teach and practice patience and calmness during a storm, maintain, or work to quickly return to, strong physical health,grieve the pandemic’s impact,
appraise our emotional wellness barometer and seek support accordingly,
and above all else, tolerate uncertainty.

It’s quite a list. And I’m sure I’ve left important things off.

Can we do this?
YES. Personal, familial, generational, and global history reminds us about what we have endured, survived, and grown from. We humans possess many attributes that make us fundamentally wonderful. The capacity to love, empathize, learn, adapt, ideate, as well as be creative, scientifically minded, and resilient. Together, we can manifest a path forward, through this pandemic, and into our next phase.

Social Connectivity Matters – Even While Social Distancing
We live amidst critically important recommendations for social distancing, shelter in place, and quarantine. Adhering to these literally means limited physical proximity to loved ones. It doesn’t mean however, that we can’t connect. And connect we must. Social connection and social support are part of the very life blood of being human. We are social creatures. Look around – see the marvelous ways in which we’ve built our world to directly enable connecting with each other. Brick and mortar structures and technological platforms alike have been crafted with the goal of connectivity in mind. In fact, for thousands of years we humans have garnered support, empathy, and love from each other through our conversations and written word. Decades worth of psychological literature also document the power of social support to facilitate in achieving behavior change and recovery from various conditions. Connectivity is essential for vitality, hope and yes, even offers some space for humor in the midst of it all. Let’s leverage technology to help us connect. Call, text, video conference, social-media. Any of them. All of them. Leave no text unanswered; no thread unread. Social support is a reciprocal, mutually beneficial interaction. And remember, as we walk through the real-time impact and wake of Covid-19, we must promote and engage in social connectivity & social support while simultaneously abiding by the distancing recommendations set forth by national and global scientific experts and governing bodies.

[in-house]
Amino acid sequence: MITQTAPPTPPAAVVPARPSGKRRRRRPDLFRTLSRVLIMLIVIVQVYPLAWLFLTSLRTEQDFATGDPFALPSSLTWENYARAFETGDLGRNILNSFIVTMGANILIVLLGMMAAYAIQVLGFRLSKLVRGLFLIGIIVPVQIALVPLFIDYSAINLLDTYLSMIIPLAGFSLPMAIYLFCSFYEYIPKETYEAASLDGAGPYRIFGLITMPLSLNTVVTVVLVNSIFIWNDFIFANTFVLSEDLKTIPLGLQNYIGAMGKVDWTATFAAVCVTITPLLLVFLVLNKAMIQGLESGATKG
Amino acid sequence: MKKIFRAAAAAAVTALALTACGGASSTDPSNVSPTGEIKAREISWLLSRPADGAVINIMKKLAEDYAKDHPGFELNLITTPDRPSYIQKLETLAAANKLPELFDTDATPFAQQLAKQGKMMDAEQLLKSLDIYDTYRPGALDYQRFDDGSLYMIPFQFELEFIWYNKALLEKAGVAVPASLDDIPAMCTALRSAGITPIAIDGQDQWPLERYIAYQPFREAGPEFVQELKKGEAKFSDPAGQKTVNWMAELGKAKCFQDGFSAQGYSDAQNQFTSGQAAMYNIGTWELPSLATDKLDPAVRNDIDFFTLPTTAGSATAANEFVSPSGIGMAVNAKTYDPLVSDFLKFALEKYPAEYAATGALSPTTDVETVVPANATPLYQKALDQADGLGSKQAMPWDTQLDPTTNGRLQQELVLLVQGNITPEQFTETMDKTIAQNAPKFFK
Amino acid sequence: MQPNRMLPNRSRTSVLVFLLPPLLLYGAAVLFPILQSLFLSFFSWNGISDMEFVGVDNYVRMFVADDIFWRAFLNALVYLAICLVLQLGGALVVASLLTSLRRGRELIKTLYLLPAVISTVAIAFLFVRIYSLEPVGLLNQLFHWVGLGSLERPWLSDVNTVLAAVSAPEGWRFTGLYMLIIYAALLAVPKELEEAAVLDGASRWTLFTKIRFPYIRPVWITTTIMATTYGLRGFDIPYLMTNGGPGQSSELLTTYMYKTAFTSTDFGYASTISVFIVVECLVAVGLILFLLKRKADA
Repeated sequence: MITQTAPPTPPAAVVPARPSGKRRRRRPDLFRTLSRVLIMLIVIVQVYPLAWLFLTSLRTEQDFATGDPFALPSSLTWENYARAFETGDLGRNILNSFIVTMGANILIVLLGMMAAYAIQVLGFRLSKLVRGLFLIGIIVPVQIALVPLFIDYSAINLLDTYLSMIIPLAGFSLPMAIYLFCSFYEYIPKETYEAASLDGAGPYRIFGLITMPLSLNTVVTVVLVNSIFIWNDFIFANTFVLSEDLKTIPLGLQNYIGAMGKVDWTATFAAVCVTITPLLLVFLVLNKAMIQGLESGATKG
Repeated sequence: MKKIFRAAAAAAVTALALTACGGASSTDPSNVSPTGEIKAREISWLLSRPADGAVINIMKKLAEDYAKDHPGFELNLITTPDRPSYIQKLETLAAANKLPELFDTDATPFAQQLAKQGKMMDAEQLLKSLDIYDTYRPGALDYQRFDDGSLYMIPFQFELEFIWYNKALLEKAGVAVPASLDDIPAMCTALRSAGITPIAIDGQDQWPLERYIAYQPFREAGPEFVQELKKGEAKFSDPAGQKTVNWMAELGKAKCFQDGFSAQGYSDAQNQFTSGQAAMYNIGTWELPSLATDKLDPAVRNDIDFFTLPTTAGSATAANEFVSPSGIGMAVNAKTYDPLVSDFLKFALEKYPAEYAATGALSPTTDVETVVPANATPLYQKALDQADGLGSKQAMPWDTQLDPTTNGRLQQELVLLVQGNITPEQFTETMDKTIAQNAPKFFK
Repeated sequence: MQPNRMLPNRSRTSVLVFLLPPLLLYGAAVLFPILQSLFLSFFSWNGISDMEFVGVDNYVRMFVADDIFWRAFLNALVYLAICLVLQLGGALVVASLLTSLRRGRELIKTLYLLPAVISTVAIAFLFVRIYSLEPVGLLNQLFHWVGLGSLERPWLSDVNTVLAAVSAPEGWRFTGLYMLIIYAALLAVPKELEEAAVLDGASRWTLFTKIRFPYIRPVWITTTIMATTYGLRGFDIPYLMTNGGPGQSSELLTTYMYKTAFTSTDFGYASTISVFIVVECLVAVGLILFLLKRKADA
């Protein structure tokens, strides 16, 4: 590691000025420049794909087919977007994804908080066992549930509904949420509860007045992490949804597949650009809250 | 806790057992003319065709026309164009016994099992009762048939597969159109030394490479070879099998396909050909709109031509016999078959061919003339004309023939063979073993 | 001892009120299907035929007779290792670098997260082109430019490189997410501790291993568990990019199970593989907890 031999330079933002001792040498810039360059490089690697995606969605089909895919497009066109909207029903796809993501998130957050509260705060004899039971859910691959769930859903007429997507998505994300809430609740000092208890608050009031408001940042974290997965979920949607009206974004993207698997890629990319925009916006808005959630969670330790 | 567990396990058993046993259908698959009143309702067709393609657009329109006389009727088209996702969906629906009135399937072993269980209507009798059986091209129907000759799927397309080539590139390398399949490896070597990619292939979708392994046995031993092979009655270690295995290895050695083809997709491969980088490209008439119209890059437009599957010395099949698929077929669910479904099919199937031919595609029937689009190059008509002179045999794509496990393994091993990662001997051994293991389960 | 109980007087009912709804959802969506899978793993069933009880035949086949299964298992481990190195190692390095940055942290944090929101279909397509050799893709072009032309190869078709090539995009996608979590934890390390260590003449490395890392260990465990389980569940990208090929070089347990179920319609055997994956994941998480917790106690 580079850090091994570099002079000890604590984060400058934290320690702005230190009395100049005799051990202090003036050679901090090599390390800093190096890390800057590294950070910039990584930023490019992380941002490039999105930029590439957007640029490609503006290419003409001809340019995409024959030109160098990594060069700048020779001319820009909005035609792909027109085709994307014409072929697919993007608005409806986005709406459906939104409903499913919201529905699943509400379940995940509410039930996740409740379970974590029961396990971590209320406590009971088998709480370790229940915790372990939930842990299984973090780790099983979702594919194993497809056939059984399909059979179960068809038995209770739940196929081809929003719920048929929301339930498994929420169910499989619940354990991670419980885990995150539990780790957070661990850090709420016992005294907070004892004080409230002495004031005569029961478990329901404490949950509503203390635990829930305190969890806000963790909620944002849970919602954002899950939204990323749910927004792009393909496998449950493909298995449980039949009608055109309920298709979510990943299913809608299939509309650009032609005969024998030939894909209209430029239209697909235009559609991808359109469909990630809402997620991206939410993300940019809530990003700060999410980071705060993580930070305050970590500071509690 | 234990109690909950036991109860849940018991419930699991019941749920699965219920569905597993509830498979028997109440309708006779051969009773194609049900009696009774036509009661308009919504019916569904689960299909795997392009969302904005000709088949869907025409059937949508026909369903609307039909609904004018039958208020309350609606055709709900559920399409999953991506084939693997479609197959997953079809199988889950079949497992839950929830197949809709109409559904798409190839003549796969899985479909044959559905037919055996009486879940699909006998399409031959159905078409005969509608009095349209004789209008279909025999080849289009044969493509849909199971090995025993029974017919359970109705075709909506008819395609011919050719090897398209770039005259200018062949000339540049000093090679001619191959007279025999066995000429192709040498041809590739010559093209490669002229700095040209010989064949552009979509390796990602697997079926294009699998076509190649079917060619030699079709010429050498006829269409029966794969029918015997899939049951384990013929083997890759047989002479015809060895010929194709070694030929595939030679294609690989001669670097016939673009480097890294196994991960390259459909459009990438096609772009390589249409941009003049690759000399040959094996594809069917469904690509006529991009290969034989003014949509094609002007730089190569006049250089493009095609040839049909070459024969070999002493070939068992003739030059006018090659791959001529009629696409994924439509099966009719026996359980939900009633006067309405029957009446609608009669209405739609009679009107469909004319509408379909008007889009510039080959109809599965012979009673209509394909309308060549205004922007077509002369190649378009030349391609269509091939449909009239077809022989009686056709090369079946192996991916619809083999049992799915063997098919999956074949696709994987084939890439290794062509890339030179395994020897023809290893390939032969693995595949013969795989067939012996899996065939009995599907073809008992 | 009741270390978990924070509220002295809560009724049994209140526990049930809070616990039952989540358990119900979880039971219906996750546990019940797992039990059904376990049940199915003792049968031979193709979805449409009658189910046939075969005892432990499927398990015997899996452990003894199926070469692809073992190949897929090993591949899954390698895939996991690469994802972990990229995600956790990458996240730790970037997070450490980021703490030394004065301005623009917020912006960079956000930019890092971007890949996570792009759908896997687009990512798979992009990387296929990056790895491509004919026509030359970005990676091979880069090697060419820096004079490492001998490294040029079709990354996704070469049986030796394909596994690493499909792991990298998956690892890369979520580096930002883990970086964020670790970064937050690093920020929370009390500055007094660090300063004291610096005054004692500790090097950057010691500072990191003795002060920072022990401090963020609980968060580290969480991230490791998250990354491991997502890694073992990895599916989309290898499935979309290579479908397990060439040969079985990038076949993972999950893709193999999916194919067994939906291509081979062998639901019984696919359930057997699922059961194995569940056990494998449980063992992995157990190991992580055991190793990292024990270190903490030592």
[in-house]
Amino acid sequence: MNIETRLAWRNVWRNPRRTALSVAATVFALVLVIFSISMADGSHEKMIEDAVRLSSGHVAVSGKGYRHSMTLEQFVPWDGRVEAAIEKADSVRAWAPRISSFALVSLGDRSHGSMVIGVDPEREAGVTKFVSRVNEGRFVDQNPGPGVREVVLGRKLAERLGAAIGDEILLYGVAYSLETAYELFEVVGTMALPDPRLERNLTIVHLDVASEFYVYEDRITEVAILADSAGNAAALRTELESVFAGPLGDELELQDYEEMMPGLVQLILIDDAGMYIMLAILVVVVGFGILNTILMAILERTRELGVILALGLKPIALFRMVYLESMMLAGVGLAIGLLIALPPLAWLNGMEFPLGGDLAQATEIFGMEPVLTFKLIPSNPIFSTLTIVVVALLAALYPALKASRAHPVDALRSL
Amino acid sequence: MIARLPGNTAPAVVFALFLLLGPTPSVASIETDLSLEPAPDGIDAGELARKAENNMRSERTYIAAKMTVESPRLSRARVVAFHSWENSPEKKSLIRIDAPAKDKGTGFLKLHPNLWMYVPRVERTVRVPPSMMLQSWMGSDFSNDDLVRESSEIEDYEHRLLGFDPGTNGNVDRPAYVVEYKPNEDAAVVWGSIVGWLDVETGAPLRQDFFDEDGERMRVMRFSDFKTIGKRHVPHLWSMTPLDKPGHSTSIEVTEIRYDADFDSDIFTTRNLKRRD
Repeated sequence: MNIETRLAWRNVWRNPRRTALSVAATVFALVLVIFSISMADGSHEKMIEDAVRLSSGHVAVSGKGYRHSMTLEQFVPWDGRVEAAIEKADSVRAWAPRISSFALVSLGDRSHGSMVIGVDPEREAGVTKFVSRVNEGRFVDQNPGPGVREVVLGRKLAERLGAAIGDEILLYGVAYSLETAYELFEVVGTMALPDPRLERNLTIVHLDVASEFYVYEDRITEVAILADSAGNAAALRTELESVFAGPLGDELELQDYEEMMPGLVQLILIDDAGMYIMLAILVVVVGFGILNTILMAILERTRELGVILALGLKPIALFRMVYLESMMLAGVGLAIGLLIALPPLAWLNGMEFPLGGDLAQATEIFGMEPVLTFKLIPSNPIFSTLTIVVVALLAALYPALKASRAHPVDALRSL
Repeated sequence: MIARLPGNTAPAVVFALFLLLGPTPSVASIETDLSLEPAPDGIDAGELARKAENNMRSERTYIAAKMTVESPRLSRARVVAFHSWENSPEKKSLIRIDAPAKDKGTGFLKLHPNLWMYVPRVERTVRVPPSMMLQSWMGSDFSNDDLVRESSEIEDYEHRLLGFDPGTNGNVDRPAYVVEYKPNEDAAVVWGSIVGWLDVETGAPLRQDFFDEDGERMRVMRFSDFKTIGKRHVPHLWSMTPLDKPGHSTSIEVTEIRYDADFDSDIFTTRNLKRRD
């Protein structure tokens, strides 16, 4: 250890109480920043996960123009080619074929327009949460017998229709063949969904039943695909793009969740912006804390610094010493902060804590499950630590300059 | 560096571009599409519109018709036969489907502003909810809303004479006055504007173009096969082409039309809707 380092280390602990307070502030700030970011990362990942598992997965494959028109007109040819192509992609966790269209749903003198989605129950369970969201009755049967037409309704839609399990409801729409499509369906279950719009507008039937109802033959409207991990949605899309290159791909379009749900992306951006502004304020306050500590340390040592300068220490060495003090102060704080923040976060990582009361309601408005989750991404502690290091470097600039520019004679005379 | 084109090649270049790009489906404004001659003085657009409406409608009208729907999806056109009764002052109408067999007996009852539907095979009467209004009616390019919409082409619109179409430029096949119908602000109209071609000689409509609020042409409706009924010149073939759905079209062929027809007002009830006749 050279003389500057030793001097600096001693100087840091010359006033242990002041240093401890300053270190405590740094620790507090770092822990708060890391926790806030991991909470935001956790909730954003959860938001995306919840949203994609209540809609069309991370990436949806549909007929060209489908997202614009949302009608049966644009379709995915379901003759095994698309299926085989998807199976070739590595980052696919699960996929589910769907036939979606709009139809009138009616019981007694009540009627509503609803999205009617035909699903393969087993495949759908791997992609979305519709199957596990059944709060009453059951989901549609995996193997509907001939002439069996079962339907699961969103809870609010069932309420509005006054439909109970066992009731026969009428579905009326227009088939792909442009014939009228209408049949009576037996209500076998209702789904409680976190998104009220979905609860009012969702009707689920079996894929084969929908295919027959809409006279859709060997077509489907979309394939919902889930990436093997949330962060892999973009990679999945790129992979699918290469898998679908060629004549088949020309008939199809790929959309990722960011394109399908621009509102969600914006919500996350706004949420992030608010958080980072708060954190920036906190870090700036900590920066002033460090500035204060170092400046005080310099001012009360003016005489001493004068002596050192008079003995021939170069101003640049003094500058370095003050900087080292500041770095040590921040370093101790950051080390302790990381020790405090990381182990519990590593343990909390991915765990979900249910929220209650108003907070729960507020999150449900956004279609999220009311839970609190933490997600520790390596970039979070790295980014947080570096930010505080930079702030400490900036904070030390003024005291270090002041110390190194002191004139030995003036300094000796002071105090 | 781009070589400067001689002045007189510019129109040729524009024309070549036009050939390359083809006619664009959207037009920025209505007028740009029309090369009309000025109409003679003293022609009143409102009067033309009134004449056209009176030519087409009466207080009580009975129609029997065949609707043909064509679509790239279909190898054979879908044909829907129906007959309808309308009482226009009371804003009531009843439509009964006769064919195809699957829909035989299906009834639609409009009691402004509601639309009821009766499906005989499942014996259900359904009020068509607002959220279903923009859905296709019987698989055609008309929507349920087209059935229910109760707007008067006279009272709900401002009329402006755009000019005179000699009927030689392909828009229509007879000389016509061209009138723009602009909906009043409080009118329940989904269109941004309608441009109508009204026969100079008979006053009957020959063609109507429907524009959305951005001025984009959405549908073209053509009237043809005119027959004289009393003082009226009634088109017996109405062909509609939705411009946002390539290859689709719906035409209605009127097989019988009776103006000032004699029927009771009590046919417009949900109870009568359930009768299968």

My way of connecting is writing and sharing this post. Discover yours. After all, this is the time for it.

Hang in there everyone, we’ve got this.